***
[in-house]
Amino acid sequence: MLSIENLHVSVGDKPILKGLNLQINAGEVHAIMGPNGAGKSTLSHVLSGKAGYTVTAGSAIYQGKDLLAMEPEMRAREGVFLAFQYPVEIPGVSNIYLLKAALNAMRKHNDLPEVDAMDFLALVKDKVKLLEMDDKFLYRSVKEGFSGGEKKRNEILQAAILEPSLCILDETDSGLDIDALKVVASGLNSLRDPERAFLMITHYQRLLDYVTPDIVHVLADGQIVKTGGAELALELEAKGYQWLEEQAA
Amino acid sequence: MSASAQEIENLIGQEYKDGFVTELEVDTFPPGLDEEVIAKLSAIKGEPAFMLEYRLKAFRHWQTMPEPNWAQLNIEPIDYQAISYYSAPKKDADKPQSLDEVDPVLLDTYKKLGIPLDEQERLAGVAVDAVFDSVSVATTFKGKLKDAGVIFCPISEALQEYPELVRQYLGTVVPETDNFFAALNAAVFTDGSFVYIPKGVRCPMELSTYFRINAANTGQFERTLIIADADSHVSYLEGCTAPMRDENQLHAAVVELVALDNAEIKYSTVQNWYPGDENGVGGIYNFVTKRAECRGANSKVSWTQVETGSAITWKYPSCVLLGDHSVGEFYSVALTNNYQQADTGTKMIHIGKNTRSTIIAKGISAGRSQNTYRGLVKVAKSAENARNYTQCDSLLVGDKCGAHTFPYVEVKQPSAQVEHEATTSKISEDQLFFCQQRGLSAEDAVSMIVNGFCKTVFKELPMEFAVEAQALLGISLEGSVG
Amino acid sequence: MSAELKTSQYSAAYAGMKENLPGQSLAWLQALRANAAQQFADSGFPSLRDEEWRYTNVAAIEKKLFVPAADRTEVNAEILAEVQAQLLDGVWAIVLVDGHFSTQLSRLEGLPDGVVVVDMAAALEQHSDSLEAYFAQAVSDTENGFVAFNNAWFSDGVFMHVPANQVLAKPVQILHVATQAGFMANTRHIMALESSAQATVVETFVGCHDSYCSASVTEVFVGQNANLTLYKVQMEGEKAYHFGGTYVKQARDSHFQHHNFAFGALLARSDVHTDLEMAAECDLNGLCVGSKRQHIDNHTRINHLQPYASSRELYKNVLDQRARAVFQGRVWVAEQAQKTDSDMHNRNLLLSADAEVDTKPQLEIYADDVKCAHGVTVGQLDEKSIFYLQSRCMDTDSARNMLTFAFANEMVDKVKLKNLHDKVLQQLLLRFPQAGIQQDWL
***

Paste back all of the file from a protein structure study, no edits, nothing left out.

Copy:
[in-house]
Amino acid sequence: MLSIENLHVSVGDKPILKGLNLQINAGEVHAIMGPNGAGKSTLSHVLSGKAGYTVTAGSAIYQGKDLLAMEPEMRAREGVFLAFQYPVEIPGVSNIYLLKAALNAMRKHNDLPEVDAMDFLALVKDKVKLLEMDDKFLYRSVKEGFSGGEKKRNEILQAAILEPSLCILDETDSGLDIDALKVVASGLNSLRDPERAFLMITHYQRLLDYVTPDIVHVLADGQIVKTGGAELALELEAKGYQWLEEQAA
Amino acid sequence: MSASAQEIENLIGQEYKDGFVTELEVDTFPPGLDEEVIAKLSAIKGEPAFMLEYRLKAFRHWQTMPEPNWAQLNIEPIDYQAISYYSAPKKDADKPQSLDEVDPVLLDTYKKLGIPLDEQERLAGVAVDAVFDSVSVATTFKGKLKDAGVIFCPISEALQEYPELVRQYLGTVVPETDNFFAALNAAVFTDGSFVYIPKGVRCPMELSTYFRINAANTGQFERTLIIADADSHVSYLEGCTAPMRDENQLHAAVVELVALDNAEIKYSTVQNWYPGDENGVGGIYNFVTKRAECRGANSKVSWTQVETGSAITWKYPSCVLLGDHSVGEFYSVALTNNYQQADTGTKMIHIGKNTRSTIIAKGISAGRSQNTYRGLVKVAKSAENARNYTQCDSLLVGDKCGAHTFPYVEVKQPSAQVEHEATTSKISEDQLFFCQQRGLSAEDAVSMIVNGFCKTVFKELPMEFAVEAQALLGISLEGSVG
Amino acid sequence: MSAELKTSQYSAAYAGMKENLPGQSLAWLQALRANAAQQFADSGFPSLRDEEWRYTNVAAIEKKLFVPAADRTEVNAEILAEVQAQLLDGVWAIVLVDGHFSTQLSRLEGLPDGVVVVDMAAALEQHSDSLEAYFAQAVSDTENGFVAFNNAWFSDGVFMHVPANQVLAKPVQILHVATQAGFMANTRHIMALESSAQATVVETFVGCHDSYCSASVTEVFVGQNANLTLYKVQMEGEKAYHFGGTYVKQARDSHFQHHNFAFGALLARSDVHTDLEMAAECDLNGLCVGSKRQHIDNHTRINHLQPYASSRELYKNVLDQRARAVFQGRVWVAEQAQKTDSDMHNRNLLLSADAEVDTKPQLEIYADDVKCAHGVTVGQLDEKSIFYLQSRCMDTDSARNMLTFAFANEMVDKVKLKNLHDKVLQQLLLRFPQAGIQQDWL